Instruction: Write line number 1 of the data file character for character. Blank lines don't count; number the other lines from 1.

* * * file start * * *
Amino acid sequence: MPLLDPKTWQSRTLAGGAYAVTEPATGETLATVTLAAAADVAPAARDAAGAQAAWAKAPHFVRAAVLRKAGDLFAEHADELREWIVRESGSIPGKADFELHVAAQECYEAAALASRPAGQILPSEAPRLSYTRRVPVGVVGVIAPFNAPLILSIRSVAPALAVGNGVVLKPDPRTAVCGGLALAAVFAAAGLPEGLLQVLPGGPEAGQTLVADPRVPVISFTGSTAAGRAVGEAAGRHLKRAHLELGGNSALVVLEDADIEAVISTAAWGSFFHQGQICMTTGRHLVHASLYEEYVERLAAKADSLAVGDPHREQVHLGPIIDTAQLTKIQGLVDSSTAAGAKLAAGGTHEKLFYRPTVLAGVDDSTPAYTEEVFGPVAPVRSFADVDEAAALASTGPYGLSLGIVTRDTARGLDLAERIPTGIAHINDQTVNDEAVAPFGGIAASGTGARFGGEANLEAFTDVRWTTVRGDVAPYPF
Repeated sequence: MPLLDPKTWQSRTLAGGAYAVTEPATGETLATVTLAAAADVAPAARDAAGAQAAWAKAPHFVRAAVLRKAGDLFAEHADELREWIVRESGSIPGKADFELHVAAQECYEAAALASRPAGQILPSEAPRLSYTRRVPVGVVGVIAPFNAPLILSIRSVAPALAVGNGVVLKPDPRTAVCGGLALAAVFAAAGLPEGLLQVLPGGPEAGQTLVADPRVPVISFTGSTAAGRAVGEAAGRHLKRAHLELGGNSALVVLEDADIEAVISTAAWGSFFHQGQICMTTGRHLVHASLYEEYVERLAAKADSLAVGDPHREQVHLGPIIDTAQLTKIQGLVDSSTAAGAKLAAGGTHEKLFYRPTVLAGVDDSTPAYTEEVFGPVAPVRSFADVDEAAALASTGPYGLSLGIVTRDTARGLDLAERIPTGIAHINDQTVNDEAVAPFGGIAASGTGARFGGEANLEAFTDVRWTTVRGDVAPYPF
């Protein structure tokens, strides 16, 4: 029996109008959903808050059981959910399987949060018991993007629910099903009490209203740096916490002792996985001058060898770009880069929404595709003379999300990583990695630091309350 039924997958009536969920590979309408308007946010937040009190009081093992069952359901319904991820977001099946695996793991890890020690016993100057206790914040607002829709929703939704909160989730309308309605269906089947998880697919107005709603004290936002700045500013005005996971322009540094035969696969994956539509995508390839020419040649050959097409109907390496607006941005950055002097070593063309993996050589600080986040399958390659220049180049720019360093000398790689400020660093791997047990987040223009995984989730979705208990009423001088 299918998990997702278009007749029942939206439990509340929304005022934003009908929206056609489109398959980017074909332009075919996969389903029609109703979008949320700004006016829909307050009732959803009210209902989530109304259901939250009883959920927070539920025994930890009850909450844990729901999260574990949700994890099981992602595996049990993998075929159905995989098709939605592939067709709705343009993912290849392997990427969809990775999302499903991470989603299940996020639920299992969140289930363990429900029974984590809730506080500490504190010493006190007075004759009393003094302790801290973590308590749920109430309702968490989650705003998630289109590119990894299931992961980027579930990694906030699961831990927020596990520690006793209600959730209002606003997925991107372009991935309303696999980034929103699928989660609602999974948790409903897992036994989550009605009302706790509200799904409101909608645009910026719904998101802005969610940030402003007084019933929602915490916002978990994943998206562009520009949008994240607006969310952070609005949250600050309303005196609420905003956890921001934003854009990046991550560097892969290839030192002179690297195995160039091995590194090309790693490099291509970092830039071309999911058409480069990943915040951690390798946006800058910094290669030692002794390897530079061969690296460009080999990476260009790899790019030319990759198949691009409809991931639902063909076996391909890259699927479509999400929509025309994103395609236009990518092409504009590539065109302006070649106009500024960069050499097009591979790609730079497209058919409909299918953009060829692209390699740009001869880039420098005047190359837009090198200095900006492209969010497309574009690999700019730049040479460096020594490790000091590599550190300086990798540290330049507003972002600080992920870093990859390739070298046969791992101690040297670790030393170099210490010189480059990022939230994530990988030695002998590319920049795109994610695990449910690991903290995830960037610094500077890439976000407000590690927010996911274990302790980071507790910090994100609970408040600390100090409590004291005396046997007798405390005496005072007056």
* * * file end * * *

Amino acid sequence: MPLLDPKTWQSRTLAGGAYAVTEPATGETLATVTLAAAADVAPAARDAAGAQAAWAKAPHFVRAAVLRKAGDLFAEHADELREWIVRESGSIPGKADFELHVAAQECYEAAALASRPAGQILPSEAPRLSYTRRVPVGVVGVIAPFNAPLILSIRSVAPALAVGNGVVLKPDPRTAVCGGLALAAVFAAAGLPEGLLQVLPGGPEAGQTLVADPRVPVISFTGSTAAGRAVGEAAGRHLKRAHLELGGNSALVVLEDADIEAVISTAAWGSFFHQGQICMTTGRHLVHASLYEEYVERLAAKADSLAVGDPHREQVHLGPIIDTAQLTKIQGLVDSSTAAGAKLAAGGTHEKLFYRPTVLAGVDDSTPAYTEEVFGPVAPVRSFADVDEAAALASTGPYGLSLGIVTRDTARGLDLAERIPTGIAHINDQTVNDEAVAPFGGIAASGTGARFGGEANLEAFTDVRWTTVRGDVAPYPF